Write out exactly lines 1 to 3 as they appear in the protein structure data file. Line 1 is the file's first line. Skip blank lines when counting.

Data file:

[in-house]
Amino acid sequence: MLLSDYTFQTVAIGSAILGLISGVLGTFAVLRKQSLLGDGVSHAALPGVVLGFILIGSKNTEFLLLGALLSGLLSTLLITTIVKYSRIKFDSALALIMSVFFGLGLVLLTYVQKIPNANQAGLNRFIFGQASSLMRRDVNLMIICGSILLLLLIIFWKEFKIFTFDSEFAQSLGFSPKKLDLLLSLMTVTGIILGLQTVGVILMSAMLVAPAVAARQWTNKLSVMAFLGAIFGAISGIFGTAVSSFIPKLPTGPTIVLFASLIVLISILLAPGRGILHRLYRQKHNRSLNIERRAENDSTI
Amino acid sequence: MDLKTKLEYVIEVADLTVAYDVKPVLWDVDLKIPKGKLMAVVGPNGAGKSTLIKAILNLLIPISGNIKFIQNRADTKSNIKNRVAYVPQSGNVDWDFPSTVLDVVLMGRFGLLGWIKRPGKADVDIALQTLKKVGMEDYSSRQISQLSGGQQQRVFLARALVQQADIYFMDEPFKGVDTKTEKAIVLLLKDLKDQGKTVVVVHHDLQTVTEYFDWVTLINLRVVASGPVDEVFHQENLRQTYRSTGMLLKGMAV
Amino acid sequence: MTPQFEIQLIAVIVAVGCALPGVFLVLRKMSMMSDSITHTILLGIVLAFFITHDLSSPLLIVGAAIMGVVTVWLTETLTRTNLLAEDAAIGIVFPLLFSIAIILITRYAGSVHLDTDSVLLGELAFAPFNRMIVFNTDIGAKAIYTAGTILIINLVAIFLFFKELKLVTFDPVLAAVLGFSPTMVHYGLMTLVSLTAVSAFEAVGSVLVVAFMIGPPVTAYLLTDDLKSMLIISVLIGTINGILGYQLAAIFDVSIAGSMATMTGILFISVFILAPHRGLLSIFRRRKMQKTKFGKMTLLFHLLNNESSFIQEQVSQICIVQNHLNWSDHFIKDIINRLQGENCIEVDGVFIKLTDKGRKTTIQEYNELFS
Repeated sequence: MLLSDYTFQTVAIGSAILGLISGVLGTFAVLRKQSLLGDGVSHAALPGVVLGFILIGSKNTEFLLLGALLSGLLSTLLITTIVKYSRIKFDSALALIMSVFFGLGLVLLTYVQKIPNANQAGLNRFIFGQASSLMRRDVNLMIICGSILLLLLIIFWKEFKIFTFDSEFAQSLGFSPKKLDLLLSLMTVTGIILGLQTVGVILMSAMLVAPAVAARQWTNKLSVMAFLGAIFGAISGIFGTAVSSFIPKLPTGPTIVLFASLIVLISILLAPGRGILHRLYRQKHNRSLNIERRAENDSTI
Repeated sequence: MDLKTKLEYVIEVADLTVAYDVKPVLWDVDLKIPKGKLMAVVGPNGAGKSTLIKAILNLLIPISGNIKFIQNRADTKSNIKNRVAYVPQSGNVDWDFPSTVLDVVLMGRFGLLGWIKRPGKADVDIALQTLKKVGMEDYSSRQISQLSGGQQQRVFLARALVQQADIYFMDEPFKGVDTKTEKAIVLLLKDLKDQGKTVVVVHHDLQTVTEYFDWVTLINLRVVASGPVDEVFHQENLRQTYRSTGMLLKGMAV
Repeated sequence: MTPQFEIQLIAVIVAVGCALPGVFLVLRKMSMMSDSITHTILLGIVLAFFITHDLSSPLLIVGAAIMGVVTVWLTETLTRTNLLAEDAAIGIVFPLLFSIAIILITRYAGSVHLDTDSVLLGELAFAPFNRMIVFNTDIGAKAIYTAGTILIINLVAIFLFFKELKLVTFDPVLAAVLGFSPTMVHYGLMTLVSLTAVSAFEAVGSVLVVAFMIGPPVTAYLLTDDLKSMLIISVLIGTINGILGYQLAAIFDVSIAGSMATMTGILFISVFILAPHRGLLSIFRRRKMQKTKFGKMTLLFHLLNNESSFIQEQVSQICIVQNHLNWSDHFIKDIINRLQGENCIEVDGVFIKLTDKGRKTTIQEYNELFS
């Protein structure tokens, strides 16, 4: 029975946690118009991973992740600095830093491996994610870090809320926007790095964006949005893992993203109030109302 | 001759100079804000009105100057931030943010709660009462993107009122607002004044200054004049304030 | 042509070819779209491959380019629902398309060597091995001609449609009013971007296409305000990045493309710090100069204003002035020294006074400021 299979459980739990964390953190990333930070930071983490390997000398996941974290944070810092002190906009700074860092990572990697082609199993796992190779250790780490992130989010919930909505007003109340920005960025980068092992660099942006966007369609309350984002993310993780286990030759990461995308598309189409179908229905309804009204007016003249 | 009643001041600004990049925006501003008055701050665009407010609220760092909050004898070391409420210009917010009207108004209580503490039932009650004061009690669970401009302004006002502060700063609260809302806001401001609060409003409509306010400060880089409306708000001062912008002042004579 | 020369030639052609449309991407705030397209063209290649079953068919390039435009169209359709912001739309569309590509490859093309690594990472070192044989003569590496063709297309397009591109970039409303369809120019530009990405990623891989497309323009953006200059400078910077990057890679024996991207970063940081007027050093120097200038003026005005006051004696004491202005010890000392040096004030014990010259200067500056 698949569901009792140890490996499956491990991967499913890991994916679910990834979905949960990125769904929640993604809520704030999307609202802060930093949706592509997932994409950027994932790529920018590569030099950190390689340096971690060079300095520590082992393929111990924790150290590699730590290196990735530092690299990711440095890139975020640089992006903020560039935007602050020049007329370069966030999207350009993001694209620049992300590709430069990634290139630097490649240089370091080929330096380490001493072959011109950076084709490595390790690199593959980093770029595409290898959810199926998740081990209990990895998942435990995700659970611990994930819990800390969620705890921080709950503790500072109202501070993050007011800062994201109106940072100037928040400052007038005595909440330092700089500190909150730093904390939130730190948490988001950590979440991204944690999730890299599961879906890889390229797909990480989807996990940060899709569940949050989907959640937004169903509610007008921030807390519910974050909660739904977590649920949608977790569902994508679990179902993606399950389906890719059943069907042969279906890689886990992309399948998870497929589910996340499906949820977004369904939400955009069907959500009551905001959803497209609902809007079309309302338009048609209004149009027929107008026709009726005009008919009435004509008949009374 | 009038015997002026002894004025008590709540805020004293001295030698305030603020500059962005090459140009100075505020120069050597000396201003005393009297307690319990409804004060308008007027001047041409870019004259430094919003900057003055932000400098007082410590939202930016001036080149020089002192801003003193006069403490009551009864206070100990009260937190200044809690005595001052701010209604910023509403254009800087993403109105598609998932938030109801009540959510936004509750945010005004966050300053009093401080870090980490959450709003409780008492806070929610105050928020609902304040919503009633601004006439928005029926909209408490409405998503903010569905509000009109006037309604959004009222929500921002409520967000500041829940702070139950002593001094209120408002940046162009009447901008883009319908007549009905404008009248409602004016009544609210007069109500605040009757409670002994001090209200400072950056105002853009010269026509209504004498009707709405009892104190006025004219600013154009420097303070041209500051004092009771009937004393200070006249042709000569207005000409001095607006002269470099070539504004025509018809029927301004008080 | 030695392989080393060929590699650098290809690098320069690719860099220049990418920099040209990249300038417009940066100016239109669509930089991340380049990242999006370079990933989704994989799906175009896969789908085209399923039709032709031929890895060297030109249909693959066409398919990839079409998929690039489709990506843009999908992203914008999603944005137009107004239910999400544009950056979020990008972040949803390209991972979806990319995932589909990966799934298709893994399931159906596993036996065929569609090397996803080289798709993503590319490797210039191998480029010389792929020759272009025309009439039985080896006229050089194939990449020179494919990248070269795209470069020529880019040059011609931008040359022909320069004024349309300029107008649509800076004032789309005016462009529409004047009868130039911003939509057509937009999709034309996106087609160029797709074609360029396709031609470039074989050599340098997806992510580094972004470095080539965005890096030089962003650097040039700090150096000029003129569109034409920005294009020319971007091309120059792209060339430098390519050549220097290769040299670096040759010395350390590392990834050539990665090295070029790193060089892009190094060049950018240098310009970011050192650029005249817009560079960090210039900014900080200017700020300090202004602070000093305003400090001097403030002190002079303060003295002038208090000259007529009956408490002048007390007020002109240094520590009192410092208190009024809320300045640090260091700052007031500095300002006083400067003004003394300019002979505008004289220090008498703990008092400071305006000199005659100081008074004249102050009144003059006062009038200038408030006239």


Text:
[in-house]
Amino acid sequence: MLLSDYTFQTVAIGSAILGLISGVLGTFAVLRKQSLLGDGVSHAALPGVVLGFILIGSKNTEFLLLGALLSGLLSTLLITTIVKYSRIKFDSALALIMSVFFGLGLVLLTYVQKIPNANQAGLNRFIFGQASSLMRRDVNLMIICGSILLLLLIIFWKEFKIFTFDSEFAQSLGFSPKKLDLLLSLMTVTGIILGLQTVGVILMSAMLVAPAVAARQWTNKLSVMAFLGAIFGAISGIFGTAVSSFIPKLPTGPTIVLFASLIVLISILLAPGRGILHRLYRQKHNRSLNIERRAENDSTI
Amino acid sequence: MDLKTKLEYVIEVADLTVAYDVKPVLWDVDLKIPKGKLMAVVGPNGAGKSTLIKAILNLLIPISGNIKFIQNRADTKSNIKNRVAYVPQSGNVDWDFPSTVLDVVLMGRFGLLGWIKRPGKADVDIALQTLKKVGMEDYSSRQISQLSGGQQQRVFLARALVQQADIYFMDEPFKGVDTKTEKAIVLLLKDLKDQGKTVVVVHHDLQTVTEYFDWVTLINLRVVASGPVDEVFHQENLRQTYRSTGMLLKGMAV